Assessing the burden of worsening self-reported vision in older Americans using the Health and Retirement Study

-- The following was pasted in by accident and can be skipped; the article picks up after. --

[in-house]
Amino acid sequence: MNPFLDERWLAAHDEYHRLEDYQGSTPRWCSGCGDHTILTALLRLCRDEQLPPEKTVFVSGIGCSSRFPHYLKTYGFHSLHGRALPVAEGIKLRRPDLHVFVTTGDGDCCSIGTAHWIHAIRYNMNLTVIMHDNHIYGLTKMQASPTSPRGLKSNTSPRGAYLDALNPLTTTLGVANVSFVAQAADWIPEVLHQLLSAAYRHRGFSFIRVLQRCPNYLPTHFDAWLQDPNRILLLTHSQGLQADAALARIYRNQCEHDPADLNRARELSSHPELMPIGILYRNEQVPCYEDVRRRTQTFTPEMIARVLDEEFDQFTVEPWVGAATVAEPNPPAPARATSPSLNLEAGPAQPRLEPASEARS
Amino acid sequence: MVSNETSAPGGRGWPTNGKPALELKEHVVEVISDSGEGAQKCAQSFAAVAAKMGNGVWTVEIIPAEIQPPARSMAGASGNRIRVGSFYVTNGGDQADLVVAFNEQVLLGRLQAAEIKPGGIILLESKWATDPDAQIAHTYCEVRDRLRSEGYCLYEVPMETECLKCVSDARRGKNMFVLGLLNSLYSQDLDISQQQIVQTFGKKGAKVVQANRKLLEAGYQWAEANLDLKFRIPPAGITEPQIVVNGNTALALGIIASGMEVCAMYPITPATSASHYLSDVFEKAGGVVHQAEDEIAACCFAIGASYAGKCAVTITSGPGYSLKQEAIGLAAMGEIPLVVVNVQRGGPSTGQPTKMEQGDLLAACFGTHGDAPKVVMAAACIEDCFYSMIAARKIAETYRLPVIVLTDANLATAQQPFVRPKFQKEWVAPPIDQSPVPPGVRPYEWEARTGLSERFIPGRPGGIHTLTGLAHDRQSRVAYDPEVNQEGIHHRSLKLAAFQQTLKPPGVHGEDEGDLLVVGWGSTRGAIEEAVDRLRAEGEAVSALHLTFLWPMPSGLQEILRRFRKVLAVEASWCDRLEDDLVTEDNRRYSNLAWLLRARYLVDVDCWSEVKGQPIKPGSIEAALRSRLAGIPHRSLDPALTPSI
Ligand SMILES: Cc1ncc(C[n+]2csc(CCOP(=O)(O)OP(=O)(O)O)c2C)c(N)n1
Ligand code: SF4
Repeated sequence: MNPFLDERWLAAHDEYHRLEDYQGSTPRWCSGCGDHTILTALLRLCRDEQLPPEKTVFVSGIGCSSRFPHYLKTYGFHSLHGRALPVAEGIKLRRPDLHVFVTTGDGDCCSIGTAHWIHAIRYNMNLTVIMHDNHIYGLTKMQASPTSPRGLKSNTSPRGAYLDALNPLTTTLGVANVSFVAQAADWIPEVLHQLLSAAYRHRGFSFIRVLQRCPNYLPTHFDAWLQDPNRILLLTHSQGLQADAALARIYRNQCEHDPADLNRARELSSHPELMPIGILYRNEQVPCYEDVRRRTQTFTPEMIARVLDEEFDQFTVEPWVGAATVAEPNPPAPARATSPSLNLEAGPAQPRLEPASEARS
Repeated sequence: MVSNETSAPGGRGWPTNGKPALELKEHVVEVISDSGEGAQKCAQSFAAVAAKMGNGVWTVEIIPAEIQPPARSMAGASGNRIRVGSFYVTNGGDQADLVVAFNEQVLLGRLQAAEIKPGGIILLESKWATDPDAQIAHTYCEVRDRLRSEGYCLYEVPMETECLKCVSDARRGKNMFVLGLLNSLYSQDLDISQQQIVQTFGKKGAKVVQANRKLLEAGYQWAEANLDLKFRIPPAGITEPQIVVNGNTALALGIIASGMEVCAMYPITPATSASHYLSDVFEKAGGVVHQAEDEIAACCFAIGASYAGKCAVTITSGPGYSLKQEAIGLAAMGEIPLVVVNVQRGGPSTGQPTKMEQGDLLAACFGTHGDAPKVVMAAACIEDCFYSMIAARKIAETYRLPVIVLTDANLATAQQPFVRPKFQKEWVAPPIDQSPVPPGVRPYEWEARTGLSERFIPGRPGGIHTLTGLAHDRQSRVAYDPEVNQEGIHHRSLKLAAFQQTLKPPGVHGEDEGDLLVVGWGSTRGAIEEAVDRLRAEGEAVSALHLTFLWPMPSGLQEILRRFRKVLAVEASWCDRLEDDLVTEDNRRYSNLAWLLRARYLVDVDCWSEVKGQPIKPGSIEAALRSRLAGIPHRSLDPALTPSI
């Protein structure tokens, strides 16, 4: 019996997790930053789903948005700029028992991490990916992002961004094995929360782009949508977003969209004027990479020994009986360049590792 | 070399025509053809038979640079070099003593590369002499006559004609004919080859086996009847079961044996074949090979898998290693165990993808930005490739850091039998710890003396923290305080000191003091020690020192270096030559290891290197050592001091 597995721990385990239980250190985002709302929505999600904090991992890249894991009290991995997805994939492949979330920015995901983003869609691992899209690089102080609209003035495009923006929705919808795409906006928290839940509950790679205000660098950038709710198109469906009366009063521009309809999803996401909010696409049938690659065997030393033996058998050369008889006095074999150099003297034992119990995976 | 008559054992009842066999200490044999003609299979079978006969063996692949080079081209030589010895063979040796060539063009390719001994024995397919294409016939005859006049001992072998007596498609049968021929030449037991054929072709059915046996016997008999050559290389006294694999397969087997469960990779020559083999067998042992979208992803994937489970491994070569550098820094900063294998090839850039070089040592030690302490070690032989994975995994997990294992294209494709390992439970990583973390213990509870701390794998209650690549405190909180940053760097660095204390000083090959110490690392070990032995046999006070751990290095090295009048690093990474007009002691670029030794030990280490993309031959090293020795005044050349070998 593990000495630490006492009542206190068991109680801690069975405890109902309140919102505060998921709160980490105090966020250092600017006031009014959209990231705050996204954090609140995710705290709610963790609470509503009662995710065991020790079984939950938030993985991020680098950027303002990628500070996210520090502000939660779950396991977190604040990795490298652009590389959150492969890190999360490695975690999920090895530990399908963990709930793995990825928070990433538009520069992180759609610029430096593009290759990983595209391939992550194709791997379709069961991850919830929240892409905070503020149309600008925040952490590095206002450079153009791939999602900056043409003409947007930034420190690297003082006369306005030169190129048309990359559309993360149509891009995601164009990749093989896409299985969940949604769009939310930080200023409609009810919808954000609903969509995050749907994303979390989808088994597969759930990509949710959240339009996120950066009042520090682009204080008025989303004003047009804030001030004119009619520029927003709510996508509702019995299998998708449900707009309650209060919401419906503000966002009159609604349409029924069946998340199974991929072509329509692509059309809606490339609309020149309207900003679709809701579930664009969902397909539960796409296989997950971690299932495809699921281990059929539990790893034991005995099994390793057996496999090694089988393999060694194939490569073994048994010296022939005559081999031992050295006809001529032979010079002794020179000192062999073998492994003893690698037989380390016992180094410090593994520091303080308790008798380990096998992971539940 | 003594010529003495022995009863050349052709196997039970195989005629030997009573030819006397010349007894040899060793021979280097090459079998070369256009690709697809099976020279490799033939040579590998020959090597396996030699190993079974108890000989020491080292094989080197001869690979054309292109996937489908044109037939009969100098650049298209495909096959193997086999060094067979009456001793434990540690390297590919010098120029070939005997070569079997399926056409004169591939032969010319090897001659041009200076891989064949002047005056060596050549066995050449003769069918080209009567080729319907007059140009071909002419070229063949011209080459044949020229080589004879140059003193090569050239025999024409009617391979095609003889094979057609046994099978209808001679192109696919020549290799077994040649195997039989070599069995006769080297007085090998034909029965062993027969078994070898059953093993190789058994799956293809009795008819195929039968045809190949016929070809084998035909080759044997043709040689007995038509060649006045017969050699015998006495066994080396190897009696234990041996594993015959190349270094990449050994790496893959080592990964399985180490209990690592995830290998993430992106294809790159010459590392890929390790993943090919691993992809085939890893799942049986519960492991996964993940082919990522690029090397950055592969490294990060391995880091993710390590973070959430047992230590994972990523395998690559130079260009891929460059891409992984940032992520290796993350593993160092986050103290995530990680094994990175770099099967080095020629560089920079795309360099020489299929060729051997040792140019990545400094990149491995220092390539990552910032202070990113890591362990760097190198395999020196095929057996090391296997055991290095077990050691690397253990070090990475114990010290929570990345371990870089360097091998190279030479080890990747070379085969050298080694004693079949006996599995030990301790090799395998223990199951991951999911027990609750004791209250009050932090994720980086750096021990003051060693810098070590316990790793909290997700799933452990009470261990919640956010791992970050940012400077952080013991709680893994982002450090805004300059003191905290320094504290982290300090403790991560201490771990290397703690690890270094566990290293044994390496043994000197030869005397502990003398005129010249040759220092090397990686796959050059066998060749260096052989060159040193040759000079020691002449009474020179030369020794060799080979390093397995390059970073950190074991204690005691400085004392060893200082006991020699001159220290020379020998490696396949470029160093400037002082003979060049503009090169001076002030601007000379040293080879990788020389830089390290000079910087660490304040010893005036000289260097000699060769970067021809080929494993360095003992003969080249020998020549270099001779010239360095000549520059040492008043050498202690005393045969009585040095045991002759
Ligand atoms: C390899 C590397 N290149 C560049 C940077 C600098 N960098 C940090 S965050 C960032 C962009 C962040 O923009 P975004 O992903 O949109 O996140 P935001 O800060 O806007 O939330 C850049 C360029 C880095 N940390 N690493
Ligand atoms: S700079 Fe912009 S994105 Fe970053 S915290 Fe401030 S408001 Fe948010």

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Background Visual disorders are estimated to affect about 3.6% of Americans by 2020. Vision impairment has a substantial impact on individuals functionally. Vision impairment is associated with many comorbidities, functional limitations, as well as higher caregiving needs. This study aims to assess the transition to self-reported vision impairment and the effect on an individual’s functionality and ability to live independently. Methods The Health and Retirement Study is an ongoing, biennial survey of older Americans that collects an abundance of data on an individual’s family, health, and financial circumstances. The explanatory variable of interest was a dichotomous variable of vision impaired or not vision impaired as defined by their self-reported vision status. Outcomes studied were functional limitations defined as difficulty performing activities of daily living (ADLs) and instrumental activities of daily living (IADLs), likelihood of move to nursing home, and both informal and formal caregiving needs. Descriptive univariate and bivariate statistics were performed to describe the demographics of the sample over the ten waves of data used, from 1995-2012. Multivariable logistic regressions controlling for sociodemographic characteristics, were performed to test the association between vision status and outcomes of interest for specific representative waves. Panel data methods of logistic regression were used to measure the association between a transition to impaired vision and the effect on functional limitations and nursing home residence while controlling for potential confounders and within-patient correlation. Specifically, mixed-effects logistic regressions with subject-level random-effects were conducted for the binary outcomes of nursing home residence, difficulty in performing at least one ADL, and difficulty in performing at least one IADL. Results The prevalence of overall vision impairment was, on average, about 6%. On average, about 5% and 7% of respondents had near and distal vision impairment, respectively. The overall prevalence of nursing home residence in our sample was approximately 2%. Prevalence of ADL and IADL limitations was stable across waves but ranged from 1%-20% for each of the six ADL and five IADL limitations. More respondents reported receiving informal caregiving versus formal caregiving; however the hours of caregiving received was similar for both formal and informal caregiving recipients. Multivariable logistic regression for three representative waves found numerically higher odds of a nursing home residence for vision impaired individuals compared to individuals with no vision impairment, though the difference was not significant. The odds ratios for 1998, 2006, and 2012 were 1.08 (95% CI: 0.64, 1.84), 1.09 (95% CI: 0.64, 1.86), and 1.22 (95% CI: 0.76, 1.97), respectively. Significant associations were found between vision impairment and functional limitations. Using a similar approach, the odds ratio for difficulty performing at least one ADL was 2.57 (95% CI: 2.16, 3.05), 2.37 (95% CI: 1.97, 2.84), and 2.31 (95% CI: 1.92, 2.77) in 1998, 2006, and 2012, respectively. The odds ratios for difficulty performing at least one IADL was 3.78 (95% CI: 3.15, 4.53), 3.94 (95% CI: 3.26, 4.76), and 3.49 (95% CI: 2.89, 4.22) in 1998, 2006, and 2012, respectively. In the mixed-effects logistic regression of the total study panel, a transition from no vision impairment to vision impairment was significantly associated with 1.37 times higher odds of a nursing home residence (95% CI: 1.05, 1.78), a 2.96 times higher odds of difficulty performing at least one ADL (95% CI: 2.71, 3.24), and a 4.02 times higher odds of difficulty performing at least one IADL (95% CI: 3.70, 4.37), after controlling for confounders. Discussion We found the estimated prevalence of visual impairment and functional limitations within our sample, and the association between the two, to remain relatively stable over time. Additionally, we found an age-adjusted transition to self-reported vision impairment within an individual to have significant detrimental effects on the ability to live independently and perform ADLs and IADLs without difficulty. Thus, prevention of this transition can substantially impact an individual’s quality of life, and benefits derived from early detection and improved treatment of medical conditions that contribute to vision loss can have extensive value beyond simply improving vision.
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